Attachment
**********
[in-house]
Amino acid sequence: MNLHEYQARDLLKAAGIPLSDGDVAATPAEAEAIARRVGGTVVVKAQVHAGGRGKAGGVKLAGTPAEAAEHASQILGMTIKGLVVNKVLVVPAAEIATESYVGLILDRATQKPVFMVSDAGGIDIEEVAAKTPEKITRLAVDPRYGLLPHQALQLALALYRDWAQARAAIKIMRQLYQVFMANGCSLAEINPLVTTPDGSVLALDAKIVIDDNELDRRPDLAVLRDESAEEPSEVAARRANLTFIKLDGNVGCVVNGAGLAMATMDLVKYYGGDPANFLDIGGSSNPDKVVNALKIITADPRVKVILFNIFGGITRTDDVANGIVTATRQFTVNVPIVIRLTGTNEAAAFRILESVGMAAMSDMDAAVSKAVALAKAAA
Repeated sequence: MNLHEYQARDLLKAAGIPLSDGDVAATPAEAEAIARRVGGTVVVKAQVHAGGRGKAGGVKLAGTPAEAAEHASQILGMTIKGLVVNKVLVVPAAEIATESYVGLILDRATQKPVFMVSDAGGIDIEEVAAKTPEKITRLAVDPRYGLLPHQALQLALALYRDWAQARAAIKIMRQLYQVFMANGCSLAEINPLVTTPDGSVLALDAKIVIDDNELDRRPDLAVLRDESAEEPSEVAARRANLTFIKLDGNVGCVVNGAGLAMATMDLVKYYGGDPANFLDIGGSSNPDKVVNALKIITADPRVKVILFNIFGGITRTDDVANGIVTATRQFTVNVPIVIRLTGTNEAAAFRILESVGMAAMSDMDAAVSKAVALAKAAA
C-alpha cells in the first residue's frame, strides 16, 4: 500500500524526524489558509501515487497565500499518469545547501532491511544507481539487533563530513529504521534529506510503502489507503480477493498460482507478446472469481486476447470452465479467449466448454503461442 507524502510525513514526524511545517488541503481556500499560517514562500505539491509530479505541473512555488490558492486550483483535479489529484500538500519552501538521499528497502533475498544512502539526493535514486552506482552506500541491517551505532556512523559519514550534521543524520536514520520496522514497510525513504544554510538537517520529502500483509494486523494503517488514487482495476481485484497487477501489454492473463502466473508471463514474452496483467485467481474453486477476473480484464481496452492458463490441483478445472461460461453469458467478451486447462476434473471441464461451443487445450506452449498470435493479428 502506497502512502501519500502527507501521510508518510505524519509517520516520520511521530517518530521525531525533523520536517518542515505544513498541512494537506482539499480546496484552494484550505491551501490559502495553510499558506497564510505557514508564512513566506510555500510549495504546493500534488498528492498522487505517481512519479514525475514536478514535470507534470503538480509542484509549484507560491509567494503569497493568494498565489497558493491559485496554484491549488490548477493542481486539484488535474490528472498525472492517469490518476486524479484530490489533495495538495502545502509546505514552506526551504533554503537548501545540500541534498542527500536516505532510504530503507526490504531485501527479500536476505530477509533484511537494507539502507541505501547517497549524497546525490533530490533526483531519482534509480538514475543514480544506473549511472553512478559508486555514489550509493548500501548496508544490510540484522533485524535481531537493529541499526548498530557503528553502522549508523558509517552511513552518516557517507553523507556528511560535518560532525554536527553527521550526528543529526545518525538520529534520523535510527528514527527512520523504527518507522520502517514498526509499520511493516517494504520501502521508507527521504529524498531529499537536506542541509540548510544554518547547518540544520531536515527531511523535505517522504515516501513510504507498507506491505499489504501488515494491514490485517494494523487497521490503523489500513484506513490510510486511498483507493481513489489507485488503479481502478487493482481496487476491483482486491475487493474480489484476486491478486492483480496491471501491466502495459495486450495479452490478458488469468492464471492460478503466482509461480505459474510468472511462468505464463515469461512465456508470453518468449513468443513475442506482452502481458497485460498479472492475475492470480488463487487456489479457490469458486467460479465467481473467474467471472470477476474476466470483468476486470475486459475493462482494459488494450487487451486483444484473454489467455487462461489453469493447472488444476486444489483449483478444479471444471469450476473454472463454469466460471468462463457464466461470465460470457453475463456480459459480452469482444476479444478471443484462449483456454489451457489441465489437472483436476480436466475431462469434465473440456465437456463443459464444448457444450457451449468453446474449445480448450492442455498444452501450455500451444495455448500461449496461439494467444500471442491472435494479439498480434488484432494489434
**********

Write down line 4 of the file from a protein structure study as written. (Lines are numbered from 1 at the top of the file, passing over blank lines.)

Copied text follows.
C-alpha cells in the first residue's frame, strides 16, 4: 500500500524526524489558509501515487497565500499518469545547501532491511544507481539487533563530513529504521534529506510503502489507503480477493498460482507478446472469481486476447470452465479467449466448454503461442 507524502510525513514526524511545517488541503481556500499560517514562500505539491509530479505541473512555488490558492486550483483535479489529484500538500519552501538521499528497502533475498544512502539526493535514486552506482552506500541491517551505532556512523559519514550534521543524520536514520520496522514497510525513504544554510538537517520529502500483509494486523494503517488514487482495476481485484497487477501489454492473463502466473508471463514474452496483467485467481474453486477476473480484464481496452492458463490441483478445472461460461453469458467478451486447462476434473471441464461451443487445450506452449498470435493479428 502506497502512502501519500502527507501521510508518510505524519509517520516520520511521530517518530521525531525533523520536517518542515505544513498541512494537506482539499480546496484552494484550505491551501490559502495553510499558506497564510505557514508564512513566506510555500510549495504546493500534488498528492498522487505517481512519479514525475514536478514535470507534470503538480509542484509549484507560491509567494503569497493568494498565489497558493491559485496554484491549488490548477493542481486539484488535474490528472498525472492517469490518476486524479484530490489533495495538495502545502509546505514552506526551504533554503537548501545540500541534498542527500536516505532510504530503507526490504531485501527479500536476505530477509533484511537494507539502507541505501547517497549524497546525490533530490533526483531519482534509480538514475543514480544506473549511472553512478559508486555514489550509493548500501548496508544490510540484522533485524535481531537493529541499526548498530557503528553502522549508523558509517552511513552518516557517507553523507556528511560535518560532525554536527553527521550526528543529526545518525538520529534520523535510527528514527527512520523504527518507522520502517514498526509499520511493516517494504520501502521508507527521504529524498531529499537536506542541509540548510544554518547547518540544520531536515527531511523535505517522504515516501513510504507498507506491505499489504501488515494491514490485517494494523487497521490503523489500513484506513490510510486511498483507493481513489489507485488503479481502478487493482481496487476491483482486491475487493474480489484476486491478486492483480496491471501491466502495459495486450495479452490478458488469468492464471492460478503466482509461480505459474510468472511462468505464463515469461512465456508470453518468449513468443513475442506482452502481458497485460498479472492475475492470480488463487487456489479457490469458486467460479465467481473467474467471472470477476474476466470483468476486470475486459475493462482494459488494450487487451486483444484473454489467455487462461489453469493447472488444476486444489483449483478444479471444471469450476473454472463454469466460471468462463457464466461470465460470457453475463456480459459480452469482444476479444478471443484462449483456454489451457489441465489437472483436476480436466475431462469434465473440456465437456463443459464444448457444450457451449468453446474449445480448450492442455498444452501450455500451444495455448500461449496461439494467444500471442491472435494479439498480434488484432494489434